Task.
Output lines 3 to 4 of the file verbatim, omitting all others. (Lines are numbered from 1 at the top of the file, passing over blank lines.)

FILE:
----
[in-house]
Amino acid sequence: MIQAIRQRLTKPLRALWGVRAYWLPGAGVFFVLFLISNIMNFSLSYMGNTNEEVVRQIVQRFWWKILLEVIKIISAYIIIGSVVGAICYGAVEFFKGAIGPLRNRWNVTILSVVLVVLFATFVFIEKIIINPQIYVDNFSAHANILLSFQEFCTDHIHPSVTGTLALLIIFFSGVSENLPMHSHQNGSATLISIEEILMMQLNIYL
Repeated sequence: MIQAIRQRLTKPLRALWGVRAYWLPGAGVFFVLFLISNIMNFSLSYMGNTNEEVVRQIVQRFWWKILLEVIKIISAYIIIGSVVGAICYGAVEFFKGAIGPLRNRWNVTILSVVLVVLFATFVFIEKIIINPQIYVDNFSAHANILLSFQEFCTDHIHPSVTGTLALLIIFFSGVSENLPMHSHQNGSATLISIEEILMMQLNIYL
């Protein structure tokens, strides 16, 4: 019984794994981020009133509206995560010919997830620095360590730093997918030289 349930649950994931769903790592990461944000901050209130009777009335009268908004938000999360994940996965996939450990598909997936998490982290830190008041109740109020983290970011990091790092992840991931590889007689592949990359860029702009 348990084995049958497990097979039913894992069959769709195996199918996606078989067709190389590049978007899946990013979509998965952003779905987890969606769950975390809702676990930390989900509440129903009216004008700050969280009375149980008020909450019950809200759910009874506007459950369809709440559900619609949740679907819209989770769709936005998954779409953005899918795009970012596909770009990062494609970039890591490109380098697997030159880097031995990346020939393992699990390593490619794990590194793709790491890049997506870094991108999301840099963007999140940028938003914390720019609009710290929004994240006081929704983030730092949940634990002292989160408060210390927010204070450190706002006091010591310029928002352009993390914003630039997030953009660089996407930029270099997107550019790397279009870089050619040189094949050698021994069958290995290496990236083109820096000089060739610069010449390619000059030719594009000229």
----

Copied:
Repeated sequence: MIQAIRQRLTKPLRALWGVRAYWLPGAGVFFVLFLISNIMNFSLSYMGNTNEEVVRQIVQRFWWKILLEVIKIISAYIIIGSVVGAICYGAVEFFKGAIGPLRNRWNVTILSVVLVVLFATFVFIEKIIINPQIYVDNFSAHANILLSFQEFCTDHIHPSVTGTLALLIIFFSGVSENLPMHSHQNGSATLISIEEILMMQLNIYL
């Protein structure tokens, strides 16, 4: 019984794994981020009133509206995560010919997830620095360590730093997918030289 349930649950994931769903790592990461944000901050209130009777009335009268908004938000999360994940996965996939450990598909997936998490982290830190008041109740109020983290970011990091790092992840991931590889007689592949990359860029702009 348990084995049958497990097979039913894992069959769709195996199918996606078989067709190389590049978007899946990013979509998965952003779905987890969606769950975390809702676990930390989900509440129903009216004008700050969280009375149980008020909450019950809200759910009874506007459950369809709440559900619609949740679907819209989770769709936005998954779409953005899918795009970012596909770009990062494609970039890591490109380098697997030159880097031995990346020939393992699990390593490619794990590194793709790491890049997506870094991108999301840099963007999140940028938003914390720019609009710290929004994240006081929704983030730092949940634990002292989160408060210390927010204070450190706002006091010591310029928002352009993390914003630039997030953009660089996407930029270099997107550019790397279009870089050619040189094949050698021994069958290995290496990236083109820096000089060739610069010449390619000059030719594009000229």